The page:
In this month, I got two papers to be published in conference proceedings. The former one will be published in the conference proceedings of IEEE ISPA 2012 in Spain as I blogged on last week. The later one will be in the proceedings of ECTI-CON 2012. This ECTI-CON 2012 is a conference that will be held in Hua Hin, Thailand (venue: Courtyard by Marriott at Cha-am Beach) on May 16-18, 2012. Interestingly, the proceedings of ECTI-CON will be available in IEEE Xplore.
Let me introduce the paper we submitted to ECTI-CON 2012.
The paper title is “Profit Maximization Model for Cloud Provider Based on Windows Azure”. The authors are Sivadon Chaisiri (me, the main author), Assoc. Prof. Bu-Sung Lee (my supervisor & my boss), and Asst. Prof. Dusit Niyato (my cosupervisor).
The paper proposes a profit maximization model for a cloud provider. Suppose there’s a cloud provider (small/medium cloud provider). Basically, the cloud provider does not own a data center (also physical computational resources). In particular, the provider rents computational resources (e.g., servers and storage) in Microsoft’s Windows Azure. In Windows Azure, there are compute instances (i.e., virtual servers). Currently, five types of compute instances are available, namely Extra Small, Small, Medium, Large, and Extra Large. Each type features different resource capacities (also computational performance).
Now the cloud provider can own (virtual) computational resources located in Microsoft’s data centers. The provider can integrate value-added services (namely cloud services) to the rented resources in Windows Azure. Then, the provider can sell the cloud services to customers and earn a profit. Here, a cloud service could be on-line game, video streaming, MapReduce platform, and web/application hosting platforms. The computational model of this cloud provider could be considered as Platform-as-a-Service (PaaS) and/or Software-as-a-Service (SaaS).
Well, it’s a simple and common idea that a cloud provider makes a profit by renting resources in other cloud providers’ facilities (i.e., Microsoft’s addressed in this paper) and integrating more cloud services into the rented resources. The challenge is that the way how the cloud provider can maximize the profit.
Now our aforementioned cloud provider is a customer of Windows Azure. To reduce the renting cost for the cloud provider (i.e., Windows Azure customer), Windows Azure provides the 6-month subscription plan. With the subscription plan, the provider pays a monthly fee (i.e., now $71.99) and yields a cheaper cost to utilize compute instances. The $71.99 fee is to subscribe just a single base unit. A base unit is equivalent to 750 hours of Small compute instance. Interestingly, this base unit can be converted to the different amounts of hours of other compute instances as well. The way to convert the amount of hours of base unit is shown in this Windows Azure webpage. Whenever the amount of hours of subscribed base units is not sufficient to operate cloud services, the cloud provider can buy more extra resources on the fly via the on-demand option (i.e., pay-as-as-you go). For example, the on-demand cost for Small compute instance is $0.12 per hour.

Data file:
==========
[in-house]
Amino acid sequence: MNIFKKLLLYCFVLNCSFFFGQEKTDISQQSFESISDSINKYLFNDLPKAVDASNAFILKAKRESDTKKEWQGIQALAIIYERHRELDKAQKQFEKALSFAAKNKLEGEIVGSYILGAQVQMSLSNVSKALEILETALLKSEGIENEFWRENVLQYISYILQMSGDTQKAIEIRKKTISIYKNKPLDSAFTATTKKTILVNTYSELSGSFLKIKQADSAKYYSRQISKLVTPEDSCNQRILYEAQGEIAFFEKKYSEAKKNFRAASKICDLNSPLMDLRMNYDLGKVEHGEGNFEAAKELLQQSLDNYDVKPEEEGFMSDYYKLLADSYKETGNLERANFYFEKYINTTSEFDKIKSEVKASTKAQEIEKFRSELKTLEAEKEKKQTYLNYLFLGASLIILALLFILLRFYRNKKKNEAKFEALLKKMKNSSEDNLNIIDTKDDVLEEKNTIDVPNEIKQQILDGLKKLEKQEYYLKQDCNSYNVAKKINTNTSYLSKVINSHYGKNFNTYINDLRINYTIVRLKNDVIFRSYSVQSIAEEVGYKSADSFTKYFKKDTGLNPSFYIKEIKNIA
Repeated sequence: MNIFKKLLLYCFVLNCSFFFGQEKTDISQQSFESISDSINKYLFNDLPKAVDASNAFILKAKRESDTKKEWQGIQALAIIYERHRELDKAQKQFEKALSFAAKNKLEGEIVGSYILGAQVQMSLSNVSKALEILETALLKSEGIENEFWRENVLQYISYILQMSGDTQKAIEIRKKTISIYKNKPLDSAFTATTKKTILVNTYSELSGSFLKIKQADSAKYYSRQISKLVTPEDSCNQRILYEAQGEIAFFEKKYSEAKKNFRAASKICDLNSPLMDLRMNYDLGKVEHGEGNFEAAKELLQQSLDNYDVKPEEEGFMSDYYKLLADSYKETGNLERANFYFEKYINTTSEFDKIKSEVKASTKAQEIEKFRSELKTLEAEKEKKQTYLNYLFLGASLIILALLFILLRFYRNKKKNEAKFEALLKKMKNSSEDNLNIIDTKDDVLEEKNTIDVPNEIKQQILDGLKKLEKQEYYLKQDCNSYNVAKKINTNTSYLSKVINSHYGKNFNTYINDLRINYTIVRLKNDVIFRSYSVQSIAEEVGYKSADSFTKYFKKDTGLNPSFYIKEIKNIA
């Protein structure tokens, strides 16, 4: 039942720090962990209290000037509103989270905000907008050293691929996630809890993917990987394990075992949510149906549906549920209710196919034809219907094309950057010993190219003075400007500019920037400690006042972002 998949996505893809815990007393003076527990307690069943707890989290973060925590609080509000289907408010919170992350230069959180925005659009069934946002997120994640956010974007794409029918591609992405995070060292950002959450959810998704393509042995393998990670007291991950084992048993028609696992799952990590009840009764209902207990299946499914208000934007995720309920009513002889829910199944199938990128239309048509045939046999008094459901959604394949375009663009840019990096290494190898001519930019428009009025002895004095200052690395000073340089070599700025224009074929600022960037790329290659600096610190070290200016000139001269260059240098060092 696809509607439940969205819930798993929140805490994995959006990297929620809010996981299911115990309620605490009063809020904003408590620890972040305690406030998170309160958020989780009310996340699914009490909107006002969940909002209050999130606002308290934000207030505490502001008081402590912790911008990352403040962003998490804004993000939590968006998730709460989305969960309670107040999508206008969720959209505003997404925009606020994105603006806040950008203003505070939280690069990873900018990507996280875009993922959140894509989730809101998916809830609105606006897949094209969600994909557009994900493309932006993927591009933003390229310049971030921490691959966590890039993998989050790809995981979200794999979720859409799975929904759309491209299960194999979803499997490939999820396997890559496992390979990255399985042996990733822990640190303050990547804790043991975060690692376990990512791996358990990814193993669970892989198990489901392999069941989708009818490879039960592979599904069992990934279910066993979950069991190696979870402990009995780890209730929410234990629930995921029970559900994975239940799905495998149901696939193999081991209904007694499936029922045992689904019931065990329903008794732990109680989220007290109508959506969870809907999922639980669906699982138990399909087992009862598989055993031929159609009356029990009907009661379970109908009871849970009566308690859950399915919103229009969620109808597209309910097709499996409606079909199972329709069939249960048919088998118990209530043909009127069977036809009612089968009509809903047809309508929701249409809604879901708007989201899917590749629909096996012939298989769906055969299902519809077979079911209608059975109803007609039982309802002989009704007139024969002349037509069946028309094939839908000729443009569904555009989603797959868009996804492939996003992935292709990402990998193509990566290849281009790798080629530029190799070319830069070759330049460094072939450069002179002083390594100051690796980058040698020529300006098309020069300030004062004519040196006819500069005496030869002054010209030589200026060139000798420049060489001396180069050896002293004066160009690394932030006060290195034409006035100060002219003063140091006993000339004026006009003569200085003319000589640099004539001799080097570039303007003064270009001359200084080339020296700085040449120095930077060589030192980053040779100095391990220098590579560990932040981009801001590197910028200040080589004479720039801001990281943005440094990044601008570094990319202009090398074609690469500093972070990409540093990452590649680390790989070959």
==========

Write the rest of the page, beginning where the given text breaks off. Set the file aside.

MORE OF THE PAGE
It could be noticed that the subscription plan is much cheaper than the on-demand option for a long run. For example, the $71.99 monthly fee of subscription plan can utilize 750 hours of Small Instance. In contrast, to utilize the same 750 hours of Small Instance with the on-demand option, we need to pay $0.12 x 750 = $90. Well, one month may not be different for some people. But what will happen when we consider the 6-month or 1-year time period, and we need to purchase a lot of hours (like over 100,000 hours of compute instances per month) ?
This subscription plan can save much more cost. That is, the profit can increase as well. The question is “how many base units should the cloud provider purchase in advance to obtain the maximal profit?” Please keep in mind that we should not purchase too many base units (i.e., oversubscribe) or too small number of base units (i.e., undersubscribe). Moreover, due to uncertainty of demand, the optimal profit could not be easily achieved. The number of customers/transactions that access cloud services is normally not precisely known by the cloud provider (or anyone) in advance.
To deal with this issue, this paper proposed an optimization model based on stochastic programming with 2-stage recourse. The objective of the model is to obtain the optimal number of base units which will be purchased such that the cloud provider can maximize the profit. Well, in the paper, we did some experiments. The results show that our model can successfully maximize the profit under the demand uncertainty. This paper was just a preliminary study. We still need to extend the model in the future work.
Let me stop here. For more detail, you can find the paper which will be available in IEEE Xplore. Otherwise, you can talk to me directly in the ECTI-CON which will be held in Hua Hin, Thailand 🙂